FIG. 1 schematically represents a motor vehicle chassis 10 equipped with four wheel steer capability comprised of a steerable front axle 12 and a steerable rear axle 14. A wheel end assembly of the present invention is shown generally as 16. FIGS. 2 and 3 focus with greater particularity on applying the wheel end assembly 16 to the steerable rear axle 14. Generally the rear axle 14 includes a centrally located differential 18 to transfer torque via an axle shaft 20 to drive the wheel end assembly 16. The axle shaft 20 defines a lateral axis 22 and is housed within a fixed axle tube 24.
The wheel end assembly 16 of the present invention as viewed in FIG. 3 includes a constant velocity joint 26 drivingly interconnected to an outboard end 28 of the axle shaft 20 along the lateral axis 22 and to a wheel assembly 30 to transfer driving torque therebetween.
The wheel end assembly 16 also includes a generally U-shaped yoke 32 having a main body portion 34 with a central, laterally-extending pass-through 36 for the constant velocity joint 26. The main body 34 is fixedly mounted to the chassis 10 by welding it to the outboard end of the axle tube 24. The yoke 32 further includes an upper and a lower, laterally-extending ball joint arm, 38 and 40 respectively, which laterally extend towards the wheel assembly 30. The upper ball joint arm 38 has an upper ball joint passage 42 therethrough for housing an upper ball joint 44. Likewise, the lower ball joint arm 40 has a lower ball joint passage 46 therethrough for housing a lower ball joint 48.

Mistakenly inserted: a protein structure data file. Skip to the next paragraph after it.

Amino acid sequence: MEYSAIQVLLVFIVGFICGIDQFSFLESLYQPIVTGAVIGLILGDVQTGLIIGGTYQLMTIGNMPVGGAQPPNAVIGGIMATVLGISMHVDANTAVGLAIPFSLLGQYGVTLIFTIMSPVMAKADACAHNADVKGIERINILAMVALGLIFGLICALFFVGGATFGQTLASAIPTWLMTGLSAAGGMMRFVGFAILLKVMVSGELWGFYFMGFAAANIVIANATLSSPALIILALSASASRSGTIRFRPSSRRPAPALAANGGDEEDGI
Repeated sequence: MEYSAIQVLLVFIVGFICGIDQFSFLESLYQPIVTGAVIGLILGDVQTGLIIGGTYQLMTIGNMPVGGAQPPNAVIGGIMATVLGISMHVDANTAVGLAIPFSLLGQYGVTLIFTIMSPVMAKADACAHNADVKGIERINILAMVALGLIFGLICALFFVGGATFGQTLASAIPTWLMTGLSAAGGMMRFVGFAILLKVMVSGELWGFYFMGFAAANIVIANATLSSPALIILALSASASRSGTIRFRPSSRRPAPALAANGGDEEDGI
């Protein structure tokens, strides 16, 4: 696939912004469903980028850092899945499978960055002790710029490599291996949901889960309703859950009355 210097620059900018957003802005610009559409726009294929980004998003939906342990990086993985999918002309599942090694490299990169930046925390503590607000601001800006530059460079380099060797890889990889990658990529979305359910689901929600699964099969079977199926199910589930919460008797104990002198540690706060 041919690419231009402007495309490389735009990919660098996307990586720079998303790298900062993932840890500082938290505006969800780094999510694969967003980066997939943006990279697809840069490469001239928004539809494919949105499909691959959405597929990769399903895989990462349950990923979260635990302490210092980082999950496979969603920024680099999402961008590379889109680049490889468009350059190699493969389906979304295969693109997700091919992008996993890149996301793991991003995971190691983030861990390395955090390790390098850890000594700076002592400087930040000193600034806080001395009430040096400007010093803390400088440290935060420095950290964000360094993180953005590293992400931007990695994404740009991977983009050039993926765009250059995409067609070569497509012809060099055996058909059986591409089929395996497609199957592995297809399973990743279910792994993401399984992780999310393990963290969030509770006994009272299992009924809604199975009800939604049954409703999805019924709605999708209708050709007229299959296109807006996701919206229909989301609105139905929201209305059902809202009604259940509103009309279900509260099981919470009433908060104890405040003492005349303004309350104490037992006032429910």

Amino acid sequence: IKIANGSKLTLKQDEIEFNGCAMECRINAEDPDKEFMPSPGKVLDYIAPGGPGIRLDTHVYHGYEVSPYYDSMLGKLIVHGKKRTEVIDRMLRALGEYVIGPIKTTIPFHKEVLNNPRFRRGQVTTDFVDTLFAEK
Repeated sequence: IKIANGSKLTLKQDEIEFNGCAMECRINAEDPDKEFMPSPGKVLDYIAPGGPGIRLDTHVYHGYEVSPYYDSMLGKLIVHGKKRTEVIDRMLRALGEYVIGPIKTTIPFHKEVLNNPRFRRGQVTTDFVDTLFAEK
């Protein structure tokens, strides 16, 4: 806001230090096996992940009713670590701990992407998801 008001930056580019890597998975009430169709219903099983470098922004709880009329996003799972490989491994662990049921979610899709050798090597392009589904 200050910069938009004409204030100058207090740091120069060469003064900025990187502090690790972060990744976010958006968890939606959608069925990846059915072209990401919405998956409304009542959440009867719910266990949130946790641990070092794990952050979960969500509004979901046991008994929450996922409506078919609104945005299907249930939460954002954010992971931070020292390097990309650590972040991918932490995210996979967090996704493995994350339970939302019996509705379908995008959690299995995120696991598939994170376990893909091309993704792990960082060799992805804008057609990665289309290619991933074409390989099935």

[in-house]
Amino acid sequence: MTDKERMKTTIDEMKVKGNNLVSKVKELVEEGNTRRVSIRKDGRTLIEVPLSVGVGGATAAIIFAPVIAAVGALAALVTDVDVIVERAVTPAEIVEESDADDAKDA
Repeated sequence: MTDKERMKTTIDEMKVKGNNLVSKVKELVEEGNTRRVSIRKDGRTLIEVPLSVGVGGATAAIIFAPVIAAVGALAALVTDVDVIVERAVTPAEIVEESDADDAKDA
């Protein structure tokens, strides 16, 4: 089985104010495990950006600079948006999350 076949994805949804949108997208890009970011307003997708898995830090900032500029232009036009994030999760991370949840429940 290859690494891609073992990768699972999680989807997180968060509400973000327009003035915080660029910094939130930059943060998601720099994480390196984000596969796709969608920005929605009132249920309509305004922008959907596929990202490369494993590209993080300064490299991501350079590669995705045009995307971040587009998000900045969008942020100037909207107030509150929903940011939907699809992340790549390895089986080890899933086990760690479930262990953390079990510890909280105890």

To allow for steerability of the rear wheels, the wheel end assembly 16 includes a knuckle 50 for transferring steering rotation to the mounted wheel assembly 30. The knuckle 50 is comprised of a flat plate body 52 with a central, laterally-extending opening 54 for the constant velocity joint 26 to pass through. The knuckle body 52 extends generally in the plane from the upper ball joint 44 to the lower ball joint 48. In the particular knuckle configuration shown, the upper end 56 of the knuckle body 52 includes an inboard-extending arm 58, with a splined upper ball joint pocket 60. Similarly, the lower end 62 of the knuckle body 52 includes an outboard-extending arm 64 with a splined lower ball joint pocket 66 as shown in FIG. 4.
The upper ball joint 44 is housed within the upper ball joint passage 42 of the yoke 32 and the splined upper ball joint pocket 60 of the knuckle 50. It is secured to the yoke 32 by snap rings and interconnected to the knuckle 50 via splines. The lower ball joint 48 is housed within the lower ball joint passage 46 of the yoke 32 and the splined lower ball joint pocket 66 of the knuckle 50. It is secured to the yoke 32 by snap rings and interconnected to the knuckle 50 via splines. This allows the knuckle 50 to swivel relative to the fixed yoke 32.